Syphilis cases surge, sparking concerns. Deborah Sesok-Pizzini, MD, discusses what infection prevention and control personnel should know about testing evolution, prevention strategies, and innovations combating spread.
After many years of the number of cases declining, syphilis has increased exponentially in the last 10 years in Europe, Australia, and the United States. The CDC recently announced that more than 2.5 million cases of sexually transmitted infections (STIs) were reported in 2022 in the US. In 2018, 113,739 cases of syphilis were reported, compared with 203,500 cases in 2022.
To learn more about what infection control and prevention personnel should know about how testing can help detect and control this disease, Infection Control Today® (ICT®) spoke with Deborah Sesok-Pizzini, MD, chief medical officer and global head of quality for Labcorp.
ICT: Can you provide an overview of how the volume of syphilis testing has evolved over the past decade and what trends or patterns have emerged in terms of testing frequency and positivity rates?
Deborah Sesok-Pizzini, MD: Syphilis is a complex systemic illness primarily transmitted by sexual contact or by passage through the placenta in congenital syphilis. Congenital syphilis was nearly eliminated at the turn of this century but jumped 755% over the last decade, according to a recent report from the CDC.
In most of those cases, patients were not tested during pregnancy, and many who tested positive for syphilis did not receive treatment. About 37% of the infected pregnant people did not receive prenatal care, according to the CDC.
Over the past 10 years, Labcorp has seen syphilis testing more than double. In 2012, clinicians ordered 2.36 million syphilis tests, and in 2022, testing increased to 5.5 million. As 2023 comes to an end, we are expecting volumes to continue to increase in 2024.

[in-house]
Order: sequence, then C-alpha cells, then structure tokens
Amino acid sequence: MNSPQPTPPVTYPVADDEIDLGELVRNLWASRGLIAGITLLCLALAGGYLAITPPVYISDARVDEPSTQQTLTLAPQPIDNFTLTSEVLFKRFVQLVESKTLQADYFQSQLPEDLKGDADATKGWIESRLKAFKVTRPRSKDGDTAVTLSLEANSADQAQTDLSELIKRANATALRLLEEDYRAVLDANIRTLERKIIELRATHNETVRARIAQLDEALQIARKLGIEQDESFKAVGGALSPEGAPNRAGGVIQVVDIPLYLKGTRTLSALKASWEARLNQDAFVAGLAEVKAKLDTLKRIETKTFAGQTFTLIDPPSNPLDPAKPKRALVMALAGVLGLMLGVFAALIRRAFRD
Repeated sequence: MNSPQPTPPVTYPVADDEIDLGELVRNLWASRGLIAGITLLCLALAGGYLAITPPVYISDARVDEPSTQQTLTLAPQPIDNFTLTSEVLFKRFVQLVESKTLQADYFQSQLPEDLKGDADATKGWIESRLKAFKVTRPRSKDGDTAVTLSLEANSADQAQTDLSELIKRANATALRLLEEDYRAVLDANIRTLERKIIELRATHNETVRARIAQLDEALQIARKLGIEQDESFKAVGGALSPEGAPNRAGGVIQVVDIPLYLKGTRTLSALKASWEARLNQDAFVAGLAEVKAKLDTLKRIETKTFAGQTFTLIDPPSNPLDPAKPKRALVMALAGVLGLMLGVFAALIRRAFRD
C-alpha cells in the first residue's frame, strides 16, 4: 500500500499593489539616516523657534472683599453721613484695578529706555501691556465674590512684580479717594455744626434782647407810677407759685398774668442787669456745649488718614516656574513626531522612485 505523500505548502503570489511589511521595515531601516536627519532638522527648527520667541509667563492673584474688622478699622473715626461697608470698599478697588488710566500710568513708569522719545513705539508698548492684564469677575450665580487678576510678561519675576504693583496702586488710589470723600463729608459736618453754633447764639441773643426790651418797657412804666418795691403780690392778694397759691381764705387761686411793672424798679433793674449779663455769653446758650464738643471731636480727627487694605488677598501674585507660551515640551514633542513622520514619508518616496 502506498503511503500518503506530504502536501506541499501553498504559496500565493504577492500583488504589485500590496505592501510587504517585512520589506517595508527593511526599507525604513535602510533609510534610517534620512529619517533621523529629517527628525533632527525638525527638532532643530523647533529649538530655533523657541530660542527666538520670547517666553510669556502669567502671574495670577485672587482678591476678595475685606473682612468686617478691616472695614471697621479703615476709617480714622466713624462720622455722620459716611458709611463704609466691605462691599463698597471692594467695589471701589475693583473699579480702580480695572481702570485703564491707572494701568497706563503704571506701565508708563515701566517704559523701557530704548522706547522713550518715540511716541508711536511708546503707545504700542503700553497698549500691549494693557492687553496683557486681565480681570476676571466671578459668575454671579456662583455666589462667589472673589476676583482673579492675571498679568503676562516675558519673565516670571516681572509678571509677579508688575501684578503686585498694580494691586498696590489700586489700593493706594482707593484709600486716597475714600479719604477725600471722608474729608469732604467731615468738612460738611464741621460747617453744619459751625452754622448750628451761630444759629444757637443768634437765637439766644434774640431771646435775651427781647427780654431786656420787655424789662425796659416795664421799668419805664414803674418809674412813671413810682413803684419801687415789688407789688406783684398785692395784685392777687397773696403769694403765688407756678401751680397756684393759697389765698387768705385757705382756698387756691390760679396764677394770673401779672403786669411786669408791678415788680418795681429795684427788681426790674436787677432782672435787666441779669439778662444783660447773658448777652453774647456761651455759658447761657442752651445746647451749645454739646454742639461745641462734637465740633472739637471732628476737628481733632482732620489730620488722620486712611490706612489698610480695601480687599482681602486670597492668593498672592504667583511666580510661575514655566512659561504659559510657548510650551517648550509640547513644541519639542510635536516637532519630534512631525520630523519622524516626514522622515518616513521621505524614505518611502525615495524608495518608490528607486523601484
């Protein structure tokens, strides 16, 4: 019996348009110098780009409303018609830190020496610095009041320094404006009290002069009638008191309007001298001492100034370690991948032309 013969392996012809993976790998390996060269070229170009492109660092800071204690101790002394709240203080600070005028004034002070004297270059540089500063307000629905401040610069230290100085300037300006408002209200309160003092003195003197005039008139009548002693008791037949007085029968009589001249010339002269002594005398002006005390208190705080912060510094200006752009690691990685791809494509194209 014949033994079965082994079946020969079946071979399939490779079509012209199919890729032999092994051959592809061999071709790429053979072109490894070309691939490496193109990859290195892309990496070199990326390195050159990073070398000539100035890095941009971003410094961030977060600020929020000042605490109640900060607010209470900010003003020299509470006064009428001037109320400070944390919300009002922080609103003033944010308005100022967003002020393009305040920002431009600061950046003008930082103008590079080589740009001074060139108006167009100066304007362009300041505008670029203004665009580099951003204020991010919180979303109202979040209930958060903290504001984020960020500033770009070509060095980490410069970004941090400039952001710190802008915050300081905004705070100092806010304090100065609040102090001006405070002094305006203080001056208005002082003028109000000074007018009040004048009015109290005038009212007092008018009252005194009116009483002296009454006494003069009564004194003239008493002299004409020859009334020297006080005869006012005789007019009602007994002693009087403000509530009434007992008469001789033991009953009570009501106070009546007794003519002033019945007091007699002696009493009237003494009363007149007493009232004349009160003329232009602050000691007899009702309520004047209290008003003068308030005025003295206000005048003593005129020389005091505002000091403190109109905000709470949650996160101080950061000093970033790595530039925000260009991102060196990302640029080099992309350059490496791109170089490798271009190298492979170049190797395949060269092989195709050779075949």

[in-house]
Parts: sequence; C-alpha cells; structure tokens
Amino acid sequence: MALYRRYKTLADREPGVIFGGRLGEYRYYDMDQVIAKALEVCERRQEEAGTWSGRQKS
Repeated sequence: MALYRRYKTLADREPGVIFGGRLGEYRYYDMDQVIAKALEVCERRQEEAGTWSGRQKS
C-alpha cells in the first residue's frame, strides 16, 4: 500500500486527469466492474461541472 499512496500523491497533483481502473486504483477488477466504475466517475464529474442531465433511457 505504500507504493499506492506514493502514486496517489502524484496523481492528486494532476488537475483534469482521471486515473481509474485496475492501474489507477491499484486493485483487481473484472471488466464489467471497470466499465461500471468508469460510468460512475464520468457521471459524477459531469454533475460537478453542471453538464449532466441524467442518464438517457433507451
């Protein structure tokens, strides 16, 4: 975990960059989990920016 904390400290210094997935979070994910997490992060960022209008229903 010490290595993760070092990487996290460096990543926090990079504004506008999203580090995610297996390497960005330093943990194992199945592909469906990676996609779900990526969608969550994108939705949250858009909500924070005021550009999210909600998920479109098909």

ICT: Syphilis has seen a resurgence in recent years. How does syphilis testing play a crucial role in detecting and controlling this STI, and what strategies can health care providers and communities employ to curb its spread?
DS-P: Syphilis was nearly eradicated at the turn of this century, so its resurgence should ring alarm bells for health care providers and the public at large. Despite the rapid increase in infections over the last 10 years, this disease is both preventable and curable. Unfortunately, many people who have contracted syphilis may be asymptomatic and, therefore, may not get tested or seek treatment, thus unknowingly contributing to its spread.
Testing is critical to identifying syphilis and other STIs to provide early treatment and prevent transmission. In fact, the CDC reports that in 2022, timely testing and treatment during pregnancy could have prevented about 90% of congenital syphilis cases in newborns.
Health care providers and community leaders play an important role in preventing the spread of diseases such as syphilis by recognizing the need for enhanced screening and by providing educational information about available testing and treatment options.
ICT: Can you elaborate on the various syphilis testing methods available today, and how have technological advancements impacted the accuracy and accessibility of these tests?
DS-P: Labcorp offers both the traditional syphilis algorithm (RPR with reflex to treponemal antibodies) and the reverse syphilis algorithm (treponemal antibodies with reflex to RPR):
The choice of algorithm is based on the prevalence of syphilis in the population being served and provider preference. Each algorithm has advantages and disadvantages and is equally recommended by the CDC. The traditional algorithm may be less sensitive in detecting early or late latent syphilis, while the reverse algorithm may have a higher false positive rate in low-prevalence populations. Providers can order either of these profiles to support the screening and diagnosis of syphilis infections, which provide results in 1-4 days.